Choosing a family physician that you feel comfortable with and trust is important but it can seem pretty daunting. If you’re new to an area or haven’t had a family doctor in years picking one from the many clinics in your area can be a lot of work. Here are 5 tips for finding a family doctor that may make your search easier.
Look at Your Network
If you have health insurance in place there may be a network of doctors and clinics that you can choose from that are covered by your provider. Seeing one of these doctors will cost you less and there are no surprise copays or fees. Check with your insurance policy before you start looking for a doctor, they may have a list of names. If there is no network you should check with any potential family doctors to make sure that they accept your insurance.
Do You Need a Specialist?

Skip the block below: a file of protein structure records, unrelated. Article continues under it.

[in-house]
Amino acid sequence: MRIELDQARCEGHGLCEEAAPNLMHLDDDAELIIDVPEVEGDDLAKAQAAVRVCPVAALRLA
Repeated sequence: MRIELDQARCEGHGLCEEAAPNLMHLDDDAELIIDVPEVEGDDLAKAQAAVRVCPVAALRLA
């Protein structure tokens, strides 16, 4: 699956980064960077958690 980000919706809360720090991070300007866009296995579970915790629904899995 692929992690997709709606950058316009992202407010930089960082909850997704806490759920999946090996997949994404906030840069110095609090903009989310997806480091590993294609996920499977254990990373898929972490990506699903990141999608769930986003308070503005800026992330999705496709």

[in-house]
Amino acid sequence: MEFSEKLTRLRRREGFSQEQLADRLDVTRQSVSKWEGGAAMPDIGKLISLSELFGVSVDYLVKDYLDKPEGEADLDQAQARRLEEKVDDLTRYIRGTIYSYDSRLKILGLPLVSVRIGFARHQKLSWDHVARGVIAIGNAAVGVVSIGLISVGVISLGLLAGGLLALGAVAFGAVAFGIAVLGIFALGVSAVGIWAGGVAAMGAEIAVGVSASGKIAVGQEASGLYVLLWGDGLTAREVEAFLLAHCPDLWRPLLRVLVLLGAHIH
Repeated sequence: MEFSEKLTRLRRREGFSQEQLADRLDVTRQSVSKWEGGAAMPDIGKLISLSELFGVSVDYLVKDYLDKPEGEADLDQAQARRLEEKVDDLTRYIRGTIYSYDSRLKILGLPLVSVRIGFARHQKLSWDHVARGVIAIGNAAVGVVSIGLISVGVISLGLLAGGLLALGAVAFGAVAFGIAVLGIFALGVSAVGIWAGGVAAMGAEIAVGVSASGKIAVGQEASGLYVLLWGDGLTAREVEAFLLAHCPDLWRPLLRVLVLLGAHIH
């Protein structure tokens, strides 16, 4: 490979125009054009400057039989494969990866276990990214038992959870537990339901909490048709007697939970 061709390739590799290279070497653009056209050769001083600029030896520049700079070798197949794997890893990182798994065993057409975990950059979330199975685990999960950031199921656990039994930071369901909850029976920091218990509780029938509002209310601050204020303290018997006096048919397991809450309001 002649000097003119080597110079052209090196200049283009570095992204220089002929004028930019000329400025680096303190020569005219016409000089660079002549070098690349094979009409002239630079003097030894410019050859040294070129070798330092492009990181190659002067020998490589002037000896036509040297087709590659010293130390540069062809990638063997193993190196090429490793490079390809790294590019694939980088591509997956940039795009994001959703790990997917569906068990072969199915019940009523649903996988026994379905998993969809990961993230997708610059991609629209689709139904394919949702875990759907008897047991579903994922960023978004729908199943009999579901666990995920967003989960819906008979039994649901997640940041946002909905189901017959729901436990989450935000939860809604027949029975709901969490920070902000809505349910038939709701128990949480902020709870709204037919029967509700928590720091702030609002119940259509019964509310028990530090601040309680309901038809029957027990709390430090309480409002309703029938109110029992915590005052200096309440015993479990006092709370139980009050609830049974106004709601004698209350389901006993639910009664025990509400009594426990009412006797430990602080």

Do you or anyone one in your family need specialized care? If anyone in your family has an ongoing medical condition then make sure that the physician you choose can offer the level of care that you need. Often a family doctor will refer you to a specialist if you need one.
How Far Away is your Doctor?
Don’t overlook convenience when it comes to seeing your doctor. Will you skip an appointment because you don’t want to spend a half an hour in traffic. If you’re a busy person with little time to spare then look for a clinic that is really close to either home or the office.
Meet Your Doctor
You will want to schedule an initial appointment with the doctor to see if the two of you are a good fit. Do you feel comfortable enough with them to discuss very personal issues? Many healthcare providers will allow you an initial consultation for little or no charge, which will help you find out if they are the doctor for you.
There are dozens of sites on the internet that give you reviews of a potential doctor from actual patients. Check a few of them out to see if your doctor has a favorable rating. Bear in mind that these reviews are pretty subjective and that complains about out of date magazines doesn’t reflect the quality of care. Read them with a skeptical eye and make them a small part of your decision making.